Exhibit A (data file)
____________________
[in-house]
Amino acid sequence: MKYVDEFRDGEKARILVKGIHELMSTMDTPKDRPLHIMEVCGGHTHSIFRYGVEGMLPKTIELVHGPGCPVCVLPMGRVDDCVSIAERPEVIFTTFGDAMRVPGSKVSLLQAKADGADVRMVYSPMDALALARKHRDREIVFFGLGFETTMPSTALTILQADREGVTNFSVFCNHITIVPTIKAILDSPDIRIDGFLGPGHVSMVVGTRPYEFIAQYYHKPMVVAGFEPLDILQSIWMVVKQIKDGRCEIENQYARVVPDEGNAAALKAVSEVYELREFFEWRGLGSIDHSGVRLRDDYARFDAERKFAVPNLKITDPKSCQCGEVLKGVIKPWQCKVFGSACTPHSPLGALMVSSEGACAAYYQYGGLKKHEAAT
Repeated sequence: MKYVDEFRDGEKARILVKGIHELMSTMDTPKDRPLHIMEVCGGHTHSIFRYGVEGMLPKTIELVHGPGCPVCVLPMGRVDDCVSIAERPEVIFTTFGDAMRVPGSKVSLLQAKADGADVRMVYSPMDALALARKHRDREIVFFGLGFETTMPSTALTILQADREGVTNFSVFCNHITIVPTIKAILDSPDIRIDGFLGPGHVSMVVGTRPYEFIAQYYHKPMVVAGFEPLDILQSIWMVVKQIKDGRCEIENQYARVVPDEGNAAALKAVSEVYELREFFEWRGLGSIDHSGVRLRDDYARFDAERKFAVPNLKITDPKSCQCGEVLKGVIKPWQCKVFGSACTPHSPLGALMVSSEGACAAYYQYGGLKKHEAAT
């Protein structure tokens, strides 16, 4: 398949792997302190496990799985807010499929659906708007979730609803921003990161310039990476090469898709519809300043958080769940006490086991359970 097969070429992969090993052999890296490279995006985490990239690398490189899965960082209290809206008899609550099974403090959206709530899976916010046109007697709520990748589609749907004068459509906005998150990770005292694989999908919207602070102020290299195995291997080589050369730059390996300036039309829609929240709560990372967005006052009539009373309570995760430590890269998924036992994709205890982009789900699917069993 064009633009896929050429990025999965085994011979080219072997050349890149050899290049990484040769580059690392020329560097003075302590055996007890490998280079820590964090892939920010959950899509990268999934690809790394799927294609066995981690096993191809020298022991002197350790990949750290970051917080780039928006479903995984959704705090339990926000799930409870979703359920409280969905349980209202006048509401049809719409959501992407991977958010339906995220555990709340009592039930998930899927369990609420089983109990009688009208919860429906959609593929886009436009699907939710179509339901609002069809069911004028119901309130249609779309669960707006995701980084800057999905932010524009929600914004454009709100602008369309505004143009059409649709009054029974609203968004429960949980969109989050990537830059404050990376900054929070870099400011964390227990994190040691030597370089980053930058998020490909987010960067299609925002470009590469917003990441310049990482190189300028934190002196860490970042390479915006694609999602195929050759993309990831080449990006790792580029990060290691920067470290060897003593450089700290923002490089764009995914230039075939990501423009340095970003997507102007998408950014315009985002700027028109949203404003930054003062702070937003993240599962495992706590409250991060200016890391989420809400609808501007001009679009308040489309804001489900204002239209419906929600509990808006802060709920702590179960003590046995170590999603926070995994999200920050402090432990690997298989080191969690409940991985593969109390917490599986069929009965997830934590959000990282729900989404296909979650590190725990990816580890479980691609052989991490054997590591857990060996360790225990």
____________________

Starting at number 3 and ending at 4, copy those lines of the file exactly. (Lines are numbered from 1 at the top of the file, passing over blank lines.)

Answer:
Repeated sequence: MKYVDEFRDGEKARILVKGIHELMSTMDTPKDRPLHIMEVCGGHTHSIFRYGVEGMLPKTIELVHGPGCPVCVLPMGRVDDCVSIAERPEVIFTTFGDAMRVPGSKVSLLQAKADGADVRMVYSPMDALALARKHRDREIVFFGLGFETTMPSTALTILQADREGVTNFSVFCNHITIVPTIKAILDSPDIRIDGFLGPGHVSMVVGTRPYEFIAQYYHKPMVVAGFEPLDILQSIWMVVKQIKDGRCEIENQYARVVPDEGNAAALKAVSEVYELREFFEWRGLGSIDHSGVRLRDDYARFDAERKFAVPNLKITDPKSCQCGEVLKGVIKPWQCKVFGSACTPHSPLGALMVSSEGACAAYYQYGGLKKHEAAT
């Protein structure tokens, strides 16, 4: 398949792997302190496990799985807010499929659906708007979730609803921003990161310039990476090469898709519809300043958080769940006490086991359970 097969070429992969090993052999890296490279995006985490990239690398490189899965960082209290809206008899609550099974403090959206709530899976916010046109007697709520990748589609749907004068459509906005998150990770005292694989999908919207602070102020290299195995291997080589050369730059390996300036039309829609929240709560990372967005006052009539009373309570995760430590890269998924036992994709205890982009789900699917069993 064009633009896929050429990025999965085994011979080219072997050349890149050899290049990484040769580059690392020329560097003075302590055996007890490998280079820590964090892939920010959950899509990268999934690809790394799927294609066995981690096993191809020298022991002197350790990949750290970051917080780039928006479903995984959704705090339990926000799930409870979703359920409280969905349980209202006048509401049809719409959501992407991977958010339906995220555990709340009592039930998930899927369990609420089983109990009688009208919860429906959609593929886009436009699907939710179509339901609002069809069911004028119901309130249609779309669960707006995701980084800057999905932010524009929600914004454009709100602008369309505004143009059409649709009054029974609203968004429960949980969109989050990537830059404050990376900054929070870099400011964390227990994190040691030597370089980053930058998020490909987010960067299609925002470009590469917003990441310049990482190189300028934190002196860490970042390479915006694609999602195929050759993309990831080449990006790792580029990060290691920067470290060897003593450089700290923002490089764009995914230039075939990501423009340095970003997507102007998408950014315009985002700027028109949203404003930054003062702070937003993240599962495992706590409250991060200016890391989420809400609808501007001009679009308040489309804001489900204002239209419906929600509990808006802060709920702590179960003590046995170590999603926070995994999200920050402090432990690997298989080191969690409940991985593969109390917490599986069929009965997830934590959000990282729900989404296909979650590190725990990816580890479980691609052989991490054997590591857990060996360790225990």